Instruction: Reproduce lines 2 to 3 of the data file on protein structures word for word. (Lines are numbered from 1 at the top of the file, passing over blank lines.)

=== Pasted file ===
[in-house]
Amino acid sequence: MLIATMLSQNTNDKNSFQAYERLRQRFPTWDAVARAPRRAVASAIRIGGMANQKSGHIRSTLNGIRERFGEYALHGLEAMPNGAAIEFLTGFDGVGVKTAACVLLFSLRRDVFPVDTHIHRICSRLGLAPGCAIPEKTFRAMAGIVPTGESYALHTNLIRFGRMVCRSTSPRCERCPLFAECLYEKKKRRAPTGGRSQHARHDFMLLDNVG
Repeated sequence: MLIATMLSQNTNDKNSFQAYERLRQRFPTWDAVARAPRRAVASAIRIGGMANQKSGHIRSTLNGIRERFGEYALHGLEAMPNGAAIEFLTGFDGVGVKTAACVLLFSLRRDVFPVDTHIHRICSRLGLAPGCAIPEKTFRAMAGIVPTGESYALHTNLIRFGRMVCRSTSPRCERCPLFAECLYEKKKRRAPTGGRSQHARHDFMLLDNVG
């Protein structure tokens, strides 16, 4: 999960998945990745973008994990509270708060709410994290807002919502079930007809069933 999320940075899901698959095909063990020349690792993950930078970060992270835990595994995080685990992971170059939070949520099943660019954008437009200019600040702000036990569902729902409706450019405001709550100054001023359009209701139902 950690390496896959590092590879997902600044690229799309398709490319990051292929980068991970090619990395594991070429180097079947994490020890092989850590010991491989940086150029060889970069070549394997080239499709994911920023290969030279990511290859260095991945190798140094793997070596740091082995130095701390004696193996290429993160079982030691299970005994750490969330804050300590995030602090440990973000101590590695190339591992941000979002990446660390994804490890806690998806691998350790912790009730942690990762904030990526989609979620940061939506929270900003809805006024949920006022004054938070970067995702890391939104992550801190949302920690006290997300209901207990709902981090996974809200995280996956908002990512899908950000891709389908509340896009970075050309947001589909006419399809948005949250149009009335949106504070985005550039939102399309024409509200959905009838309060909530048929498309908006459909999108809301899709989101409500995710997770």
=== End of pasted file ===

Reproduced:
Amino acid sequence: MLIATMLSQNTNDKNSFQAYERLRQRFPTWDAVARAPRRAVASAIRIGGMANQKSGHIRSTLNGIRERFGEYALHGLEAMPNGAAIEFLTGFDGVGVKTAACVLLFSLRRDVFPVDTHIHRICSRLGLAPGCAIPEKTFRAMAGIVPTGESYALHTNLIRFGRMVCRSTSPRCERCPLFAECLYEKKKRRAPTGGRSQHARHDFMLLDNVG
Repeated sequence: MLIATMLSQNTNDKNSFQAYERLRQRFPTWDAVARAPRRAVASAIRIGGMANQKSGHIRSTLNGIRERFGEYALHGLEAMPNGAAIEFLTGFDGVGVKTAACVLLFSLRRDVFPVDTHIHRICSRLGLAPGCAIPEKTFRAMAGIVPTGESYALHTNLIRFGRMVCRSTSPRCERCPLFAECLYEKKKRRAPTGGRSQHARHDFMLLDNVG